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Mobile Learning in Africa: How Used iPhones Can Reinvent Education

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  • Education is vital for any country’s progress and development
  • The education system of sub-Saharan Africa needs a major uplift, and technology can help
  • By providing used iPhones to students in under-developed countries, their educational needs can be fulfilled

The education systems all over the world go through stressful periods, but the African education system has been suffering the strain for far too long. When Covid-19 hit, the entire dynamic of education and academia changed, leading us to virtual classrooms and remote learning.

Although this massive change came with its own challenges, it also opened new learning horizons. This shift acquainted the world with the art of remote learning – a potential solution for the educational disparities in sub-Saharan Africa. With Africa being the second largest and fastest growing mobile market worldwide, it is only fitting to use technology as a means of education.

This guide sheds light on how used iPhones can be a potential solution to support and extend their education in unimaginable ways.

But first, let’s understand what mobile learning actually is.

What Is Mobile Learning?

Mobile learning, M-learning, E-learning, or EdTech, all refer to an innovative means of education that combines mobile devices with learning materials. Simply put, you can use your tablets, smartphones, cell phones, or other portable devices to access educational materials online.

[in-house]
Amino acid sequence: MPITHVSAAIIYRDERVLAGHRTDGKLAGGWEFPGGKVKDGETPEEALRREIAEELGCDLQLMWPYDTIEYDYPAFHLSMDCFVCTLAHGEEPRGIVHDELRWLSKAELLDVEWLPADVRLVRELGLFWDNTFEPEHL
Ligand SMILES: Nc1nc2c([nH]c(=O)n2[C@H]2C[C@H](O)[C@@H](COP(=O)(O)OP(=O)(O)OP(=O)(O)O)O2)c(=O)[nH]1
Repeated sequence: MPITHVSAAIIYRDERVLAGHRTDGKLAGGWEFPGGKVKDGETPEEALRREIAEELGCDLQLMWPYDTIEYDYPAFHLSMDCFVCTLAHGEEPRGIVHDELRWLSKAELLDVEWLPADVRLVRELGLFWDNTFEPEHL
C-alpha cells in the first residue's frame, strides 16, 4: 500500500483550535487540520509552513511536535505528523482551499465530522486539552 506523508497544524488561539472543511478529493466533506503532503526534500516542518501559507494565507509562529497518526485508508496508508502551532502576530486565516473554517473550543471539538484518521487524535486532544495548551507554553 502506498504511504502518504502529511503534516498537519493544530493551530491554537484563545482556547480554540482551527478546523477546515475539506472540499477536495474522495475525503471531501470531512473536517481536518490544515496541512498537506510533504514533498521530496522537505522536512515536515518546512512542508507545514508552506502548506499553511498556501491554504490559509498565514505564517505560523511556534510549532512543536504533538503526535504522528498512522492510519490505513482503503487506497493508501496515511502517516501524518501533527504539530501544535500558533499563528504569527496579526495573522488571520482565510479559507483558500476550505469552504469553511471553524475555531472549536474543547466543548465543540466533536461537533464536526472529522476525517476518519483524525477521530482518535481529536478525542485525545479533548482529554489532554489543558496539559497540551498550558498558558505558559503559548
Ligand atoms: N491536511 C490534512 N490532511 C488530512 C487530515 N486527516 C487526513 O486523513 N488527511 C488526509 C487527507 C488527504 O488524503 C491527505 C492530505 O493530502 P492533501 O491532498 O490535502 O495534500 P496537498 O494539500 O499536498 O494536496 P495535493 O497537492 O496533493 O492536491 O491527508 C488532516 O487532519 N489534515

This type of learning is highly beneficial for under-developed countries where people cannot even afford basic education. They can access incredible knowledge resources online through their mobile devices.

For e-learning, students or teachers don’t even need a brand-new device. All they need is a functional one with Wi-Fi, Bluetooth, or 5G connectivity. So, having a brand-new iPhone 14, a refurbished iPhone 11, or a used iPhone 8 doesn’t matter as long as it can access the study materials.

Benefits of Mobile Learning

Although smartphones are not widely popular, a vast majority of people in sub-Saharan Africa own mobile phones. According to a survey, the number of people owning a cell phone in Ghana rose from 8% in 2002 to 83% in 2021. These are extremely promising numbers that are expected to grow further in the upcoming years.

Having such active access to mobile phones can prove highly beneficial for eager-to-learn students with limited and subpar classroom education.

E-learning has a number of benefits, including the following:

Low-Cost Teaching Resources

Mobile learning is a cost-effective alternative to traditional classrooms in Africa. It not only eliminates the need for a brick-and-mortar classroom, but they can buy a used iPhone to cut down various other expenses.

For instance, students and instructors don’t have to travel to the school for lessons. They can learn sitting at their homes while collaborating with each other as long as they have an active internet connection. If they cannot manage an active Wi-Fi connection, they can get together once a week to exchange learning materials, assignments, and grades.

Besides, if someone cannot afford to pay an instructor, they can use their mobile device to learn from free online resources.

Access to Unending Resources